Here are the stories for this week's Pennsylvania Member Exchange package. If you have stories to submit, please email them to Matt Moore at mmoore(at)ap.org. If you have any questions, contact the Philadelphia bureau at 215-561-1133.
For use anytime:
Editorials from around Pennsylvania.
For Saturday, March 16, and thereafter:
MEMBER EXCHANGE-KEYSTONE EXTRA
LANCASTER — When the Village Vista Manor nursing home was closed by the state in 2010, Susan Minnich of Manor Township had to scramble. Her mother lived in the nursing home, and Minnich knew how tough it would be to find Mom another bed. "I had worked for the (state Public) Welfare Department for many years," Minnich said. "I knew the bureaucracy involved of getting in a nursing home, of finding an available bed." And so when she identified another home with a single empty bed, she pursued the nursing home administrator relentlessly, calling, cajoling — and snagged the bed for her mom. In Lancaster County, where the population of elderly residents has soared, the number of nursing home beds has fallen. By Gil Smart, (Lancaster) Sunday News. About 1,775 words.
ALTOONA — Lisa Hagerich, who is blind, does not let her visual impairment slow her down. The active 46-year-old hiker from Mineral Point, who also runs, has gone skydiving, white-water rafting, kayaking, rock climbing, and broke her own horse at age 16. The physical therapist assistant's goal is to run a full marathon some day and her latest endeavor has her taking to the slopes at Blue Knob All Seasons Resort. Hagerich, who likes to promote an active lifestyle "and to experience life," is helping develop an adaptive program for the visually impaired at the resort. By Amanda Gabeletto, The (Altoona) Mirror. About 965 words.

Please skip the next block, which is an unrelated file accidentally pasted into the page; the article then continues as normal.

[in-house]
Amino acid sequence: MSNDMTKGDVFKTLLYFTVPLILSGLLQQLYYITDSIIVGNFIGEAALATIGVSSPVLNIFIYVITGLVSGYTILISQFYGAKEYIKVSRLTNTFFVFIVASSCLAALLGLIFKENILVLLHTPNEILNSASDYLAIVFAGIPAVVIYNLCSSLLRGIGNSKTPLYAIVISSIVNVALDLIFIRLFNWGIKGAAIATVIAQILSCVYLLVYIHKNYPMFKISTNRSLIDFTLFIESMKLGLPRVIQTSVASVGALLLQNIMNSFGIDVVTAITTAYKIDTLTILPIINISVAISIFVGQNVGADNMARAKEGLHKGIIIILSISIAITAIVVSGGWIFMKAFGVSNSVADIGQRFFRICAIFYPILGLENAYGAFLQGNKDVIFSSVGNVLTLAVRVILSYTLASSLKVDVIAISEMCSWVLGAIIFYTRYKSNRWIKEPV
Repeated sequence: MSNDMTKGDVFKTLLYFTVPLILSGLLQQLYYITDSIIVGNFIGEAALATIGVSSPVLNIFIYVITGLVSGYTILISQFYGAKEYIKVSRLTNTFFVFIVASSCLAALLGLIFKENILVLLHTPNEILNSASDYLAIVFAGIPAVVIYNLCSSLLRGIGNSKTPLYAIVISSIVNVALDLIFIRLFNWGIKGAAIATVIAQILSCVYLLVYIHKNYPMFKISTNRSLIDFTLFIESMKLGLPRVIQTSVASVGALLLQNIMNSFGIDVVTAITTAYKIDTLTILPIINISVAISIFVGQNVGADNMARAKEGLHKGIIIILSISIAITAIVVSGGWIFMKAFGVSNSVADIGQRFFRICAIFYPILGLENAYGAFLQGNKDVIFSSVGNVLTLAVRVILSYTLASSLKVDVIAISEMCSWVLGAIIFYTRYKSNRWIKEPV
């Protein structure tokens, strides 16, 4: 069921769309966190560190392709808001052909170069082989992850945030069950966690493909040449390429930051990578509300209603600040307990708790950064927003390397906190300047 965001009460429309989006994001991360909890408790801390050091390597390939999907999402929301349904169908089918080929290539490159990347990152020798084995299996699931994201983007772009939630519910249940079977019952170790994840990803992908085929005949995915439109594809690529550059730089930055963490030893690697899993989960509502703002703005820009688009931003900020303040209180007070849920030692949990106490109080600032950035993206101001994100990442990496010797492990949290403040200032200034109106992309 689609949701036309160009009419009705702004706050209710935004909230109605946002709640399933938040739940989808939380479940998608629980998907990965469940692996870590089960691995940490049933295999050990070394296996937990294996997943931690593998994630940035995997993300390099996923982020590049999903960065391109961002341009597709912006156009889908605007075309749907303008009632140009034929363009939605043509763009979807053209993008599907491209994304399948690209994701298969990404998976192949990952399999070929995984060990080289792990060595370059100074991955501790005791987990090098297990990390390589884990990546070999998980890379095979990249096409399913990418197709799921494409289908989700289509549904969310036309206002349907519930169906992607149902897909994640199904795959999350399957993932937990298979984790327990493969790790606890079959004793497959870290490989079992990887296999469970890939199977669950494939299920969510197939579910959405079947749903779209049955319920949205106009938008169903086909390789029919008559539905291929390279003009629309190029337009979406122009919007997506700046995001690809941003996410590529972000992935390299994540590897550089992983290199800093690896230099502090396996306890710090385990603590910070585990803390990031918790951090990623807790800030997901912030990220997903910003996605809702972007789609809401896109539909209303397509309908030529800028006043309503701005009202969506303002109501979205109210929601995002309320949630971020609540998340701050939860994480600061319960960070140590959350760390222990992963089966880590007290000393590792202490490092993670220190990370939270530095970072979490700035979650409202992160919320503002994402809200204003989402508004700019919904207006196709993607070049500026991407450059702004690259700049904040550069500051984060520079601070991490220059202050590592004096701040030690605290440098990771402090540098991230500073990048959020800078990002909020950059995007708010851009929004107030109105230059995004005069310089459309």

PHILADELPHIA — For the last five months, six middle-age, out-of-work parents have been cramming their brains with information about medical billing, patient privacy, hardware, software and customer service. If all goes according to plan, they will graduate in May with four industry certifications and a job offer from one of the many Montgomery County companies in need of their newfound skills — NextGen, Teva Pharmaceuticals, SunGard, Unisys, etc. "If I could just get my foot in the door, I feel like I could show off my talents and work my way up," said Stuart Novey, 48, of Ambler. Novey and his classmates spend 25 hours a week at Montgomery County Community College's Pottstown campus as part of a $2 billion U.S. Labor Department effort to get the nation's displaced workers back on their feet. By Jessica Parks, The Philadelphia Inquirer. About 890 words.
PITTSBURGH — While their parents likely remember the days of protecting lunch money from school bullies, today's students have little reason to carry cash to school, they say. The prevalence of Personal Identification Number, or PIN, systems and online ordering has taken a burden off staff who handle transactions for everything from lunch purchases to yearbook orders. "Rarely do kids need cash, if ever," said Michael Sable, principal of West Mifflin Area Middle School. As is true at many western Pennsylvania schools, students in the district don't need cash to get through the lunch line. Students simply punch their PIN into a keypad, and the cost of the meal is subtracted from an account their parents can monitor and replenish online. By Rachel Weaver, Pittsburgh Tribune-Review. About 520 words.
CONNEAUT LAKE — Conneaut Lake Park is showing its age. Sidewalks and pavement along the midway of the 121-year-old park have been lifted and cracked by tree roots, and there's a foot-long hole at the foundation of the gift shop. A building at one end of the midway has crumbled; only its facade still stands. Behind the midway is an assortment of construction debris visible from park walkways and rides. The condition of the park, opened as Exposition Park in 1892, is at the center of a debate about who should restore it. By Valerie Myers, Erie Times-News. About 1,025 words.